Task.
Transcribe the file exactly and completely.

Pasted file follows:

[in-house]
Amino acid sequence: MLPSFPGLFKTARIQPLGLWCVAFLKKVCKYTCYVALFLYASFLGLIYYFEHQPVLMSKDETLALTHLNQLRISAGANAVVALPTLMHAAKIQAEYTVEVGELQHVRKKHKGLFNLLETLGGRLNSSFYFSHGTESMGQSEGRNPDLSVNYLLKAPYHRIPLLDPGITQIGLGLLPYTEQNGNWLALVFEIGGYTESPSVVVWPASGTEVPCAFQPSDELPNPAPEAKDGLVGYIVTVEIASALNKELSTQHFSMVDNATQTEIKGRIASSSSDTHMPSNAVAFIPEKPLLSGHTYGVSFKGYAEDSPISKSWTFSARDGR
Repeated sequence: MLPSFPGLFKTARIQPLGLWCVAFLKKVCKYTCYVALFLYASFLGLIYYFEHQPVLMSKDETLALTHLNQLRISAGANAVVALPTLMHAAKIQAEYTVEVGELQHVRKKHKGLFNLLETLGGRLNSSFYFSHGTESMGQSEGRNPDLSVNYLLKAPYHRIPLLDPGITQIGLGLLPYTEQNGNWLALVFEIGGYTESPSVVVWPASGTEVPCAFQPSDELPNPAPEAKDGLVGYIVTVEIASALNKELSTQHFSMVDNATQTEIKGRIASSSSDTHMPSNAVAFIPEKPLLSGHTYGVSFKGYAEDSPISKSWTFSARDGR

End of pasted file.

[in-house]
Amino acid sequence: MLPSFPGLFKTARIQPLGLWCVAFLKKVCKYTCYVALFLYASFLGLIYYFEHQPVLMSKDETLALTHLNQLRISAGANAVVALPTLMHAAKIQAEYTVEVGELQHVRKKHKGLFNLLETLGGRLNSSFYFSHGTESMGQSEGRNPDLSVNYLLKAPYHRIPLLDPGITQIGLGLLPYTEQNGNWLALVFEIGGYTESPSVVVWPASGTEVPCAFQPSDELPNPAPEAKDGLVGYIVTVEIASALNKELSTQHFSMVDNATQTEIKGRIASSSSDTHMPSNAVAFIPEKPLLSGHTYGVSFKGYAEDSPISKSWTFSARDGR
Repeated sequence: MLPSFPGLFKTARIQPLGLWCVAFLKKVCKYTCYVALFLYASFLGLIYYFEHQPVLMSKDETLALTHLNQLRISAGANAVVALPTLMHAAKIQAEYTVEVGELQHVRKKHKGLFNLLETLGGRLNSSFYFSHGTESMGQSEGRNPDLSVNYLLKAPYHRIPLLDPGITQIGLGLLPYTEQNGNWLALVFEIGGYTESPSVVVWPASGTEVPCAFQPSDELPNPAPEAKDGLVGYIVTVEIASALNKELSTQHFSMVDNATQTEIKGRIASSSSDTHMPSNAVAFIPEKPLLSGHTYGVSFKGYAEDSPISKSWTFSARDGR